To be fair, some people could walk into Passengers in a very precise kind of emotional bliss and have a good time. Maybe they just got a promotion, or just got engaged, or they’ve been drinking heavily. Under certain circumstances, this movie’s very unique combination of awkward tonal dissonance and orchestral over-emoting could strike a chord. Eventually, inevitably, these folks will come down off their sugar high. Two years later, they will find Passengers playing on pay cable, and about five minutes in, they will wonder what the hell they were thinking the first time.
The reality, whether it’s realized up front or years later on HBO, is that Passengers is a disaster of both tone and content, a film so tangled in its own wannabe playfulness that it forgets to tell a story any deeper than its logline. The result is a movie about pretty people lost in space, which could actually be fine enough if the filmmakers were able to conjure some manner of tangible tension between its mega-watt above-the-title stars…or even just manage an offbeat charm. They do, indeed, try…and try…and try. But by the time they realize the effort is a dead-end, there’s only so much time left to proffer a ham-fisted attempt at a futuristic survivalist tale.
“Plot” is an interesting notion in the film – which is to say, there isn’t one. Two hours of uncomfortable character dynamics is all the film can muster, with the intended punch-up of would-be revolutionary spaceship conveniences like automated food and beverage servers (aren’t those just vending machines?). The Passengers marketing campaign has gone to great pains to obscure a big reveal or twist, but the only “spoiler alert” is that there’s nothing to spoil. Chris Pratt and Jennifer Lawrence are two among the thousands of hibernating passengers on a massive ship traveling from Earth to a new manufactured planetary environment, a trek that takes over a century to complete. The gambit here is that their pods open 90 years early, leaving them with no discernible way to lull themselves back to cryo-sleep, so they must either find a way to correct the internal ship error or be content to live out their lives on the ship, alone.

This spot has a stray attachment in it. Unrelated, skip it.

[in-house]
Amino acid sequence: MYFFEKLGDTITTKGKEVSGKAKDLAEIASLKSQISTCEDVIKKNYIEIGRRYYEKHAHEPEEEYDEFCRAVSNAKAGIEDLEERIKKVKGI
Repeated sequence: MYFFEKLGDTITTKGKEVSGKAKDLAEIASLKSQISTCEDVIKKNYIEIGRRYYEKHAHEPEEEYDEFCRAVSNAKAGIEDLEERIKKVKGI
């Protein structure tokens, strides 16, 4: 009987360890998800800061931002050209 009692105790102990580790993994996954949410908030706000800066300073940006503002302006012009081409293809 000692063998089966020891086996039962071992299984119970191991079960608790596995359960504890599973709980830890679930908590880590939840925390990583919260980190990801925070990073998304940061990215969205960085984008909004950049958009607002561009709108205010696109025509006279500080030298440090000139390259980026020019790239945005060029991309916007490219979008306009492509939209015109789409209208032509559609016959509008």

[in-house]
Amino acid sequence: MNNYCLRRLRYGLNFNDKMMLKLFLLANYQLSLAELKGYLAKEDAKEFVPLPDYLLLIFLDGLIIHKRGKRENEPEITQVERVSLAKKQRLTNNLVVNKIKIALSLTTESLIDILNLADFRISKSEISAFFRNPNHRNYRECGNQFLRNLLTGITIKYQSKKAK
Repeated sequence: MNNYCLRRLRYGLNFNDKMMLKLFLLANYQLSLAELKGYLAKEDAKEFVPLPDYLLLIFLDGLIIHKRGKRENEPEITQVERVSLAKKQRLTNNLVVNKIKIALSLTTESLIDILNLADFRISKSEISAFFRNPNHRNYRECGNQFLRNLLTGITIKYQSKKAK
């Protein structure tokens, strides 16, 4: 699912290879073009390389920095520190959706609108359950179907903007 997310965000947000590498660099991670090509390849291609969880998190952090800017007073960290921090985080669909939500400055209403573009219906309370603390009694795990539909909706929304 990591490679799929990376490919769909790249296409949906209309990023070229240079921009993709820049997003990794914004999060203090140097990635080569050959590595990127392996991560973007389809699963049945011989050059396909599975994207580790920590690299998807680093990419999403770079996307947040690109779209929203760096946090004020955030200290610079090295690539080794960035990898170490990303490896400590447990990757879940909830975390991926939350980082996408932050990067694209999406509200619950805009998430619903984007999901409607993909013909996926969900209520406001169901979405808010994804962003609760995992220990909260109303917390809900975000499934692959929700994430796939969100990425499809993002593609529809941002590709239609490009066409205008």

There is an indie film version of this concept that might work beautifully, one that would allow talented actors like Pratt and Lawrence to explore the nihilistic tendencies of their predicament while also forming a tentative relationship out of necessity, then wrestling with the notion of living a life versus delaying one. But Passengers is more content to treat Lawrence first as an object, then as a victim, then as a damsel, before patting itself on the back by giving her one active moment late in the film. Pratt is made to mug his way through painful sequences in which he plays cyber-basketball and a barely-futuristic version of Dance Dance Revolution while the over-played remix of “A Little Less Conversation” blares away on the soundtrack. The film misses the golden opportunity of having Pratt and Lawrence engage in a pristinely choreographed dance number, but that will just have to exist in my own imagination.
Director Morten Tyldum, fresh off a Best Director nomination for The Imitation Game, seems befuddled with this material, trying his best to strike a Spielbergian balance of futuristic awe and offbeat square-jawed humor, but the effort becomes more painfully strained as the film drones on. Jon Spaihts’ screenplay is largely just a concept without meat, though there is one intriguing bit on which the film could potentially hinge, and it kinda sorta does, though it lacks the conviction to cut these characters too deep. It’s more interested in the occasional blow-up of melodrama before settling back into space rom-com autopilot – that easy place where so many lazy narratives coast, assuming the audience members are in brain hibernation. But eventually our pods will open and we will wake up to its badness, be it now or in two years, when we catch it on TV.